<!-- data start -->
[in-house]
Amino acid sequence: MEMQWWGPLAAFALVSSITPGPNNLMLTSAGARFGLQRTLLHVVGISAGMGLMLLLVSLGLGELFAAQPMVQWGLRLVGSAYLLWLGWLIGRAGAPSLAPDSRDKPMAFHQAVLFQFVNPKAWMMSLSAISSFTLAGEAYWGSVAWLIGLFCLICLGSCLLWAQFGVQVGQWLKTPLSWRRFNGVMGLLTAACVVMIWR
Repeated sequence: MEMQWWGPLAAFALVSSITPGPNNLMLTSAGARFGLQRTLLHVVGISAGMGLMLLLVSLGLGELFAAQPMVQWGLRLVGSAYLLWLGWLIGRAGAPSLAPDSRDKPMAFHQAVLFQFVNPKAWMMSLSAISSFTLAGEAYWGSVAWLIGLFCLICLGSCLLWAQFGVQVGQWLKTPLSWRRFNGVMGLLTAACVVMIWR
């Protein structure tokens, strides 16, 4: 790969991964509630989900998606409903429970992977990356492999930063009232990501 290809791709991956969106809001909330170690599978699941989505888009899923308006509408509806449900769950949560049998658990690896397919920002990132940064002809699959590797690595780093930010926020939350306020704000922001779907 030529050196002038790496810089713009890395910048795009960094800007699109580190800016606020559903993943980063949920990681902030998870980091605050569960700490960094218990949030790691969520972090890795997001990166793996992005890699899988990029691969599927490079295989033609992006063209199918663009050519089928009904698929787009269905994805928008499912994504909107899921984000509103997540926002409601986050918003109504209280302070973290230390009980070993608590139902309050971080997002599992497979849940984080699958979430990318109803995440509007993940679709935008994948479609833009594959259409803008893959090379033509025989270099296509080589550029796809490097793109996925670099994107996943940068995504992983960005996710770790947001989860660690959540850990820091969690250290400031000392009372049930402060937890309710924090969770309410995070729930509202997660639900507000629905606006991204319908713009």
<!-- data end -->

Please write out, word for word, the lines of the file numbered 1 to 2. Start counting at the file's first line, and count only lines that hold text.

[in-house]
Amino acid sequence: MEMQWWGPLAAFALVSSITPGPNNLMLTSAGARFGLQRTLLHVVGISAGMGLMLLLVSLGLGELFAAQPMVQWGLRLVGSAYLLWLGWLIGRAGAPSLAPDSRDKPMAFHQAVLFQFVNPKAWMMSLSAISSFTLAGEAYWGSVAWLIGLFCLICLGSCLLWAQFGVQVGQWLKTPLSWRRFNGVMGLLTAACVVMIWR